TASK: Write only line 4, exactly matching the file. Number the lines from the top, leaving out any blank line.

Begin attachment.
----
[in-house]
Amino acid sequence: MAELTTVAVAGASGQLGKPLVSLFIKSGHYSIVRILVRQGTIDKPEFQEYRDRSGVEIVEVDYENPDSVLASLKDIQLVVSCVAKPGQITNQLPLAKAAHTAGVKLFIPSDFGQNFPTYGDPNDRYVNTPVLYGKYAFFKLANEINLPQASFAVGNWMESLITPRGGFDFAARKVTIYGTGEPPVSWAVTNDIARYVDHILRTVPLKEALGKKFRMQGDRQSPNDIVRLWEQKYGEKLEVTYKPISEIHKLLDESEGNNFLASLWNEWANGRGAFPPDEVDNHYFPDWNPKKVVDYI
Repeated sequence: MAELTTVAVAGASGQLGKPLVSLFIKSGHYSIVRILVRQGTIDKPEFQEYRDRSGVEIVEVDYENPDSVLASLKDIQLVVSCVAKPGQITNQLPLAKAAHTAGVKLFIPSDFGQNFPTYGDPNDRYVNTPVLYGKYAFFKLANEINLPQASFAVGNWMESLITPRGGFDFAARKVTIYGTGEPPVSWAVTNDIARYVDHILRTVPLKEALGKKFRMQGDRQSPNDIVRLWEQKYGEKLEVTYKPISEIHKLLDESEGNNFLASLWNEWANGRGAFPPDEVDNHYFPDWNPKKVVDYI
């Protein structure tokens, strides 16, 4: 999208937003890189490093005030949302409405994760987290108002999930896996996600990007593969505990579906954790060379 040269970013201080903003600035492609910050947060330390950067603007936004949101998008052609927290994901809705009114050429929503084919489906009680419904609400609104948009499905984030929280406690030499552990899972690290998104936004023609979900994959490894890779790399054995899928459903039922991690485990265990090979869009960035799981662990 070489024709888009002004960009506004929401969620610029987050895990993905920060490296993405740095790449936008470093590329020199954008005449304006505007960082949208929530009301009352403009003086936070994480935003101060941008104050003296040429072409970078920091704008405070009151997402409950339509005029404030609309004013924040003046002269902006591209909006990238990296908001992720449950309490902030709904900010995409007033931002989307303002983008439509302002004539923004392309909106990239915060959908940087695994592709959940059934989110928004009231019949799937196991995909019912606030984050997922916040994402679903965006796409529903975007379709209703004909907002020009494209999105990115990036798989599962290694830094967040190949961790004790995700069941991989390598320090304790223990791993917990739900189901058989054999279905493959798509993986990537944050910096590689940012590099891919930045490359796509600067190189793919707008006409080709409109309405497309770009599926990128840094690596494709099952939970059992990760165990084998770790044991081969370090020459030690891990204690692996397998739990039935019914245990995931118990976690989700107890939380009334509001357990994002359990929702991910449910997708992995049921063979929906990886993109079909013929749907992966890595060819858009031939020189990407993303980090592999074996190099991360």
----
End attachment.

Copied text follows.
């Protein structure tokens, strides 16, 4: 999208937003890189490093005030949302409405994760987290108002999930896996996600990007593969505990579906954790060379 040269970013201080903003600035492609910050947060330390950067603007936004949101998008052609927290994901809705009114050429929503084919489906009680419904609400609104948009499905984030929280406690030499552990899972690290998104936004023609979900994959490894890779790399054995899928459903039922991690485990265990090979869009960035799981662990 070489024709888009002004960009506004929401969620610029987050895990993905920060490296993405740095790449936008470093590329020199954008005449304006505007960082949208929530009301009352403009003086936070994480935003101060941008104050003296040429072409970078920091704008405070009151997402409950339509005029404030609309004013924040003046002269902006591209909006990238990296908001992720449950309490902030709904900010995409007033931002989307303002983008439509302002004539923004392309909106990239915060959908940087695994592709959940059934989110928004009231019949799937196991995909019912606030984050997922916040994402679903965006796409529903975007379709209703004909907002020009494209999105990115990036798989599962290694830094967040190949961790004790995700069941991989390598320090304790223990791993917990739900189901058989054999279905493959798509993986990537944050910096590689940012590099891919930045490359796509600067190189793919707008006409080709409109309405497309770009599926990128840094690596494709099952939970059992990760165990084998770790044991081969370090020459030690891990204690692996397998739990039935019914245990995931118990976690989700107890939380009334509001357990994002359990929702991910449910997708992995049921063979929906990886993109079909013929749907992966890595060819858009031939020189990407993303980090592999074996190099991360």